An American Life

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Simon and Schuster, 1990 - Biography & Autobiography - 748 pages
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No president in this century has achieved such popularity as President Reagan did in his eight years in office. For the first time he tells the story of his public life and private life, in a book which is frank, revealing, and compellingly readable. Photographs.

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This book delves into the public and private life of Ronald Reagan who was one of the most effective presidents America has ever seen. The book explores the humble blue collar beginnings of the Reagan family and journeys through his life to the White House.

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An excellent book everyone should read. Before I read this book I had a completely different view of President Ronald Reagan, probably based on the opinions of his opponents. Being President of the U.S.A. and leader of the West is the most difficult job in the World. It is a complete balancing act to keep peace between different factions, races, and religions. He pulled the U.S.A out of a serious recession some say a depression with the various programs he introduced, all the time being undermined by the opposition. There is no "free" lunch and one must work for a living and contribute to society. This is not to say that the sick and unemployable should not be looked after and he did his best to do this. I don't agree with all he did, but today I believe he was a great President and did his best under the circumstances. I hold much respect for him and every one should read this book to see what he was up against. It is too bad that current politicians aren't following his methods and advice!
Ed Majden - a Canadian Cold War Veteran


The First Year
Part V

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About the author (1990)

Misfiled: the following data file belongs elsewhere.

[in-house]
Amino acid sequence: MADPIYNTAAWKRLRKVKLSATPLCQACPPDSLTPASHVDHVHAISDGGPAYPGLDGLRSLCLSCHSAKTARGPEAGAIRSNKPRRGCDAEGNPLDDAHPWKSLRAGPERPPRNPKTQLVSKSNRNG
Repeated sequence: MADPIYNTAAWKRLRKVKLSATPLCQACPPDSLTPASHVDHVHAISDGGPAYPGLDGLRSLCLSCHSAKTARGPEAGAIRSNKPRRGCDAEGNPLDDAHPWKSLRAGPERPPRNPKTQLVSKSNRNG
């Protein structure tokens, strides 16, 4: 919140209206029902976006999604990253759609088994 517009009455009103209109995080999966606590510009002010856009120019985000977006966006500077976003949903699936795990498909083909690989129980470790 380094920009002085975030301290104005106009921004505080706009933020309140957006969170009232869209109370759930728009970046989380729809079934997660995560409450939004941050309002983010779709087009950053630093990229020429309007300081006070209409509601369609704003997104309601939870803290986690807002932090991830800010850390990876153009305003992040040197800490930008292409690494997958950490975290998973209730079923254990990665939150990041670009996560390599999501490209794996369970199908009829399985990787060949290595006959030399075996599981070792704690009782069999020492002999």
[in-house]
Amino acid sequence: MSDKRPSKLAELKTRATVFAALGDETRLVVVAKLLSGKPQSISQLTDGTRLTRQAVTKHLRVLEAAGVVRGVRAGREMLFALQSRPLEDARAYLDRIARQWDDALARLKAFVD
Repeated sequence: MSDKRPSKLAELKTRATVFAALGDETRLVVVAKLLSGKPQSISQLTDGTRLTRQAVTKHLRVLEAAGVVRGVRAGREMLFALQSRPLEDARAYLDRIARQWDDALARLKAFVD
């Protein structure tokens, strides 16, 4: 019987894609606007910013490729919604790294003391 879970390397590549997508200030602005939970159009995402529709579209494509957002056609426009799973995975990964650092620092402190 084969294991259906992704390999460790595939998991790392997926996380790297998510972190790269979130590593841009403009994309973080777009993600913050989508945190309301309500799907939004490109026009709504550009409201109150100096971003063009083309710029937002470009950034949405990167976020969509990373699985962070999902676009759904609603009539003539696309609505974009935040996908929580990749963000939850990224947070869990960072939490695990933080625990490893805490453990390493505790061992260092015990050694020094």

Ronald Wilson Reagan, 1911 - 2004 Ronald Reagan was born in Tampico, Illinois on February 6, 1911. He worked his way through Eureka College, where he studied economics and sociology. After graduation, he became a radio sports announcer for WOC, a small radio station in Davenport, Iowa. Reagan enlisted in the Army Reserve. An agent for Warner Brothers "discovered" him in Los Angeles in 1937 and offered him a seven-year contract. He played George Gipp in his most acclaimed film, "Knute Rockne -- All American" in 1940. In 1942, the Army Air Force called him to active duty and assigned him to the 1st Motion Picture Unit in Culver City, California, where he made over 400 training films. On December 9, 1945, he was discharged. During the next two decades he appeared in 53 films. As president of the Screen Actors Guild, he became embroiled in disputes over the issue of Communism in the film industry and his political views shifted from liberal to conservative. He toured the country as a television host, becoming a spokesman for conservatism. In 1966, he was elected Governor of California and was re-elected in 1970. For several months after his gubernatorial term ended in 1974, he wrote a syndicated newspaper column and provided commentaries on radio stations across the country. On November 20, 1975, Reagan announced his candidacy for the Republican nomination for president. He lost the party's nomination, but his showing laid the groundwork for the 1980 election. After winning the party's nomination in 1980, he chose George Bush as his running mate. Reagan won the election and was President of the United States from 1981 to 1989. At the end of his administration, the Nation was enjoying its longest recorded period of peacetime prosperity without recession or depression. In 1994, he was diagnosed with Alzheimer's disease. He died on June 5, 2004.

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